Australian documentary makers are struggling to make a living and are losing the grip of their rights to their own intellectual property, Kingston Anderson, GM of the Australian Directors Guild told the Australian International Documentary Conference.
The comments came after Ruth Harley, Screen Australia CEO on Tuesday told the Adelaide conference the value of documentary production was the highest on record and driven by more hours of high production value series.
In her address, Harley said: “It’s been a great year for documentaries with 430 hours of Australian documentary projects made in 2010/11 and a total of $133 million spent on documentary production. This is above the $118 million five-year average for documentary production.”
Anderson’s point was backed by an ADG survey which showed that the income levels of documentary makers have declined further in the last 12 months, from 55.5% of 2011 respondents earning less than $45,000 compared to 58.6% of respondents in 2010 earning less than $60,000 per annum. This is below the average Australian wage for August 2011 of $68,700.
The other point the survey made was directors successful in reserving their Collecting Society Rights decreased from 30.2% to 24.2% while the number of directors receiving residuals was down by 20%.
Anderson said: “It is great to see that the increase in production across the board has seen the highest number of hours (of produced content) for documentary. It is great that the Producer offset is working and that the Enterprise Companies are surviving and growing. The picture presented by Screen Australia is an optimistic one, but it is an optimism not shared by ADG members.”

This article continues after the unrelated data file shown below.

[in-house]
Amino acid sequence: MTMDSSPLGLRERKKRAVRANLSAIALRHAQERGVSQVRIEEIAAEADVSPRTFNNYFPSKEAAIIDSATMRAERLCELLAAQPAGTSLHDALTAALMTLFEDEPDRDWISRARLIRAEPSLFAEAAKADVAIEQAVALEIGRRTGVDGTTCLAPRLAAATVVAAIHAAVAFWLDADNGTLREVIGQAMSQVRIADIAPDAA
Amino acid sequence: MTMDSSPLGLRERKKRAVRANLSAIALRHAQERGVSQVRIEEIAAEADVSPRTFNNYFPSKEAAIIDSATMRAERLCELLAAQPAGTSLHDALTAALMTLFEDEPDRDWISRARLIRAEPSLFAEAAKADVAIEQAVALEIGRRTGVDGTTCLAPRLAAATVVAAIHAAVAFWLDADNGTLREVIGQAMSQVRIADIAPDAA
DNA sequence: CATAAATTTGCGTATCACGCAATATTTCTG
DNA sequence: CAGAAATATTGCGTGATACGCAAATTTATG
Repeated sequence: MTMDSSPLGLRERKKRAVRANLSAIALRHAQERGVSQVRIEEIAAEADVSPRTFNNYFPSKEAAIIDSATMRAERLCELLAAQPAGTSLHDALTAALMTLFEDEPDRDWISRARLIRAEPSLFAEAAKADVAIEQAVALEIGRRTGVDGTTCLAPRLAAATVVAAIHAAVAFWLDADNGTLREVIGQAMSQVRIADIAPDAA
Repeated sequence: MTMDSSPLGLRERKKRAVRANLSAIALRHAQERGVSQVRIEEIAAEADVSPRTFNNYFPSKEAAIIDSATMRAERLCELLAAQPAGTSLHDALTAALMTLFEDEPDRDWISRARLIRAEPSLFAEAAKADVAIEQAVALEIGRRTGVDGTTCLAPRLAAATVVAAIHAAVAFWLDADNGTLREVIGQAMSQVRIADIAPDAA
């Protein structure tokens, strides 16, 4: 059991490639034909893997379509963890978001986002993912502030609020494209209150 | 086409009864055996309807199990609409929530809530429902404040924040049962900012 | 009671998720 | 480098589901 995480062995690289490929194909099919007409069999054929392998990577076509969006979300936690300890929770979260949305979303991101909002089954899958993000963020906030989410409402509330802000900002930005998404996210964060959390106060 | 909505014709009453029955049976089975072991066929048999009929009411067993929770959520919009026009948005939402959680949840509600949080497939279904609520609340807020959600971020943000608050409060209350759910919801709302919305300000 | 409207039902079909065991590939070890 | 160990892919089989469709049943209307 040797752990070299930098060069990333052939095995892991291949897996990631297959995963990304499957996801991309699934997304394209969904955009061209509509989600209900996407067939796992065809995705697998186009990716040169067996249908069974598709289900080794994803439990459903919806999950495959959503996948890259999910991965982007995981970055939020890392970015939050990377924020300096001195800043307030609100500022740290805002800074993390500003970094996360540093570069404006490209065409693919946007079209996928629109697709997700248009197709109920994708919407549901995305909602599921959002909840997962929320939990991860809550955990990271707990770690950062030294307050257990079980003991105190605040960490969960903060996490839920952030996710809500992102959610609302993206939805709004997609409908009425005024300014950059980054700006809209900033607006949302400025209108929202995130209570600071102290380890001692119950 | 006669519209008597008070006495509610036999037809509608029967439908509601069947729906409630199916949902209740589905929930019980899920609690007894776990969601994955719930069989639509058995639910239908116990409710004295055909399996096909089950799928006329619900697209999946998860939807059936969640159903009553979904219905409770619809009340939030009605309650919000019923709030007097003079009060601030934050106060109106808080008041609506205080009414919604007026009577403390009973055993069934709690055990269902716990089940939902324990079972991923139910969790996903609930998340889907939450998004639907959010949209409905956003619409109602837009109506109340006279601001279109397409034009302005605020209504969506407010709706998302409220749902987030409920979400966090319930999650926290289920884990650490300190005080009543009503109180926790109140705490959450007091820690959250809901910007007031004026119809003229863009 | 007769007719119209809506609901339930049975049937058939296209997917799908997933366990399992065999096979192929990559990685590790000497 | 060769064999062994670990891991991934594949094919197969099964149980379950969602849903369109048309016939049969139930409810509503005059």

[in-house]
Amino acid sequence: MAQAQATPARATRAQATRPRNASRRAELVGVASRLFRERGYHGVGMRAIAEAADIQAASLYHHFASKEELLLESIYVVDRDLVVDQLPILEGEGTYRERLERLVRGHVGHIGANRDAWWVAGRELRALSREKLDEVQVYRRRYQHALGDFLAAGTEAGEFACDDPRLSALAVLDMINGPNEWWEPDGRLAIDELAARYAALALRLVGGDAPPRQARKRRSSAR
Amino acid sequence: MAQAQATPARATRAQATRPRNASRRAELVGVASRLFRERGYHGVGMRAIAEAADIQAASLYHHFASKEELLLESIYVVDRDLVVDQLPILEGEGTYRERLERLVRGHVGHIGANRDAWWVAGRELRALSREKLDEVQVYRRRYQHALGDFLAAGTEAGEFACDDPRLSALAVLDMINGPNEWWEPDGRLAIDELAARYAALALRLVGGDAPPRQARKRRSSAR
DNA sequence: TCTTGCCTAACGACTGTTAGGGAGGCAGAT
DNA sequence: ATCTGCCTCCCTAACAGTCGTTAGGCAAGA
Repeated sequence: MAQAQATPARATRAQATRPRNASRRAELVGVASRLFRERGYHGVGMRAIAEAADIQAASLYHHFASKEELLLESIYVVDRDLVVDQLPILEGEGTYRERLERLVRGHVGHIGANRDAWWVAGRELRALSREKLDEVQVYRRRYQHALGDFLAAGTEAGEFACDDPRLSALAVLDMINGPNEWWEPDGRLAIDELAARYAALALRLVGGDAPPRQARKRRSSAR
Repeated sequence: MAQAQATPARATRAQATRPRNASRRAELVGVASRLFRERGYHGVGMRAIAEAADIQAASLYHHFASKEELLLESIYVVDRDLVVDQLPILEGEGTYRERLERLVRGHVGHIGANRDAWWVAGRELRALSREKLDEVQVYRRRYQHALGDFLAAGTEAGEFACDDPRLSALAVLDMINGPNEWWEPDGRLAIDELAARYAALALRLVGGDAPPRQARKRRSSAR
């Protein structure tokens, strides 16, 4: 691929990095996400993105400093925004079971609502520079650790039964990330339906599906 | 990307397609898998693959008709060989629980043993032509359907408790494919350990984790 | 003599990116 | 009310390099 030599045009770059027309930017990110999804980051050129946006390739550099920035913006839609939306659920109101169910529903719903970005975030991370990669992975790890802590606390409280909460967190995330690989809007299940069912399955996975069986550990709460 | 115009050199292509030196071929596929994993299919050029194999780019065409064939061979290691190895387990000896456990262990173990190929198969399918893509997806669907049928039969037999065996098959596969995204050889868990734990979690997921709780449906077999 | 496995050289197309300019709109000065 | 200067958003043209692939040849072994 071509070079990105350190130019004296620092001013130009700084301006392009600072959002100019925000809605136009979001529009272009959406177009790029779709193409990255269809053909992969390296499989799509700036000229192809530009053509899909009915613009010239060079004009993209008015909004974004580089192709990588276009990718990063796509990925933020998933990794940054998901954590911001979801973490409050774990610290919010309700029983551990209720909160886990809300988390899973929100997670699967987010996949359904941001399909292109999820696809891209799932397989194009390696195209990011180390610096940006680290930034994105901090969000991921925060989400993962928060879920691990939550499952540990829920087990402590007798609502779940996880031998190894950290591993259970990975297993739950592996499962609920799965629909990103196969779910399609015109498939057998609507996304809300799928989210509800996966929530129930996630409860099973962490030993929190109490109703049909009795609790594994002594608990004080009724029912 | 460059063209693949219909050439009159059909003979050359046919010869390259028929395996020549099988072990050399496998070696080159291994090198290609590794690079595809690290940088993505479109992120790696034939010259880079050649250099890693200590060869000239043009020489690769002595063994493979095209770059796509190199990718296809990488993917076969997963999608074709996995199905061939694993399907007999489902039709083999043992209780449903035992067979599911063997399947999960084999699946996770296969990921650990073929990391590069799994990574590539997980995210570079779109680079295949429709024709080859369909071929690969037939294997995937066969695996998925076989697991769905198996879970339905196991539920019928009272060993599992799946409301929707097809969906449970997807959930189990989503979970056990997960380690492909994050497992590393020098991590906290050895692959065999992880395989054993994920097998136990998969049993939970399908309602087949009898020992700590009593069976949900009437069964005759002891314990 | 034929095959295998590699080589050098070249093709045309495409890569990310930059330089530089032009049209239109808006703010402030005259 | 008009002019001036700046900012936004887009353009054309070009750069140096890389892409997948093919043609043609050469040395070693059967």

Anderson said: “It is clear that directors have been unable to secure their position as both owners of their work and beneficiaries of their work.”
The problem was that national broadcasters, Anderson said, without who most documentaries could not be made courtesy of funding, have changed from commissioning a majority of one-off individual documentary maker films and programs to commissioning series that are most often produced by larger production companies rather than individual filmmakers.
Anderson said: “The national broadcasters have the right to produce the content they feel is required if they want to chase audiences and, in the case of SBS, the commercial imperative has become part of it charter. But the losers in this new approach are the one-off individual documentary producers who make programs about ideas and issues that they see affecting this country and Australian audiences now and into the future who will lose the opportunity to watch programs of this kind of depth and relevance.”
Anderson called for legislative change to ensure that Australian directors were given the same authorship recognition their colleagues in most other territories including Europe, Ireland and the UK receive, where directors are given a first economic ownership in the films that they direct.
Anderson said: “We hope to get the industry, especially Screen Australia, to support our campaign to get these rights. It is time for directors to be recognised as the creators of much of the content on our screens and not be treated as ‘guns for hire’.”